Kyoto University, Kyoto 606-8502, Japan

The dynamics of large assemblies or extended fields of coupled nonlinear elements depends crucially on the interaction range involved. Most foregoing studies have been confined to the limiting cases of either local coupling or global coupling, while systematic studies of more general nonlocally coupled systems remain few. In this series of lectures, I will discuss some remarkable features in the dynamics which can arise peculiarly to nonlocally coupled systems, working mainly with oscillatory dynamics. The first lecture will be devoted to general discussions on what are essentially new with nonlocally coupled systems as contrasted with locally coupled systems. Some points to be discussed include the following:

- 1.
- Effective nonlocality in coupling arising from locally coupled systems (typically reaction-diffusion systems) as a result of elimination of some variables.
- 2.
- Proposal of a 3-component reaction-diffusion model as a canonical model covering the local, global and nonlocal regimes of the effective coupling, thus providing an ideal model for the study of the effects of nonlocality on the dynamics.
- 3.
- Pointing out the fact that nonlocal coupling has its own asymptotic regeme, not being merely something intermediate between the local and global.
- 4.
- Applicability of center-manifold reduction and phase reduction leading to some new forms of universal equations.
- 5.
- General conditions under which the effects of nonlocality become overt.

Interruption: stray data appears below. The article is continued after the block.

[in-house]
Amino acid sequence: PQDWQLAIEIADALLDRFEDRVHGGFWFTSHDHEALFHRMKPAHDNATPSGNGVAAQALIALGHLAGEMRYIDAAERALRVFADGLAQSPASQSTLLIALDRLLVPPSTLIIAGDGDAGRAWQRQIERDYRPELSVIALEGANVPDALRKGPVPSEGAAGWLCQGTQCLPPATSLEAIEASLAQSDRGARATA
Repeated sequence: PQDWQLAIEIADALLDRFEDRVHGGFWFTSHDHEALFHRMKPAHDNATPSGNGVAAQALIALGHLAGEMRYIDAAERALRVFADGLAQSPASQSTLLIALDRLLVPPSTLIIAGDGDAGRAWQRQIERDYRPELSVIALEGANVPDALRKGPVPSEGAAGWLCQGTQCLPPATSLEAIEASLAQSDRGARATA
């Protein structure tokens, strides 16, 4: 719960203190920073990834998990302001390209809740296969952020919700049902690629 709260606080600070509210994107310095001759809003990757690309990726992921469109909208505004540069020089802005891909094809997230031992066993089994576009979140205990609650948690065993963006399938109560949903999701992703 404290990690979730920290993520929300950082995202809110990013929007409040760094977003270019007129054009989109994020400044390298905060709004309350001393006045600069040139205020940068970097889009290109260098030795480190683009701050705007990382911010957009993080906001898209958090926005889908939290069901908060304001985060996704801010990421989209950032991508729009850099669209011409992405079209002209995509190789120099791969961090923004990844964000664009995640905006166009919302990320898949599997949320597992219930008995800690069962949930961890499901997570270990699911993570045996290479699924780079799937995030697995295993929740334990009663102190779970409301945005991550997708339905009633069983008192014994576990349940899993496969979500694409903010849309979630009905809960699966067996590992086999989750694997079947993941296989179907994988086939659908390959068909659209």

- 6.
- Mean-field picture applicable to nonlocally coupled systems.
- 7.
- Onset of spatial discontinuity of patterns as a general feature of nonlocally coupled systems.

Kyoto University, Kyoto 606-8502, Japan

In this second lecture, the impact of the nonlocality in coupling will be demonstrated by showing a variety of curious dynamics exhibited by the canonical model introduced in the first lecture or by its reduced forms. Our emphasis will be placed upon how the types of behavior observed are peculiar to the coupling nonlocality and how they can naturally be understood in terms of the general notions developed in the first lecture. In particular, the mean-field picture valid for nonlocally coupled elements turns out quite useful for interpreting certain features of behavior. Some problems involving stochasticity are also discussed for which a theory can be formulated by virtue of the same mean-field picture. The types of behavior discussed are:

- A.
- Self-sustained pacemakers in monostable excitable media whose origin is completely different from those proposed in the past.
- B.
- Two-dimensional spiral waves with a strongly turbulent core which is initiated by a breakdonw of synchronization of a small group of central oscillators to the periodic internal forcing.
- C.
- Coexistence of coherent and incoherent domains. This is a generalization of case B.
- D.
- Spatio-temporal chaos with multi-scaling properties for which the pattern is fractalized with its fractal dimension changing continuously with the system parameter.
- E.
*Soft-mode turbulence*which occurs right at the Turing instability in the presence of a Goldstone mode.- F.
*Sawtooth turbulence*characterized by persistent creations and annihilations of wave sources and sinks.- G.
- Transmission of waves in random media for which a statistical theory can be formulated in terms of a Boltzmann type kinetic equation.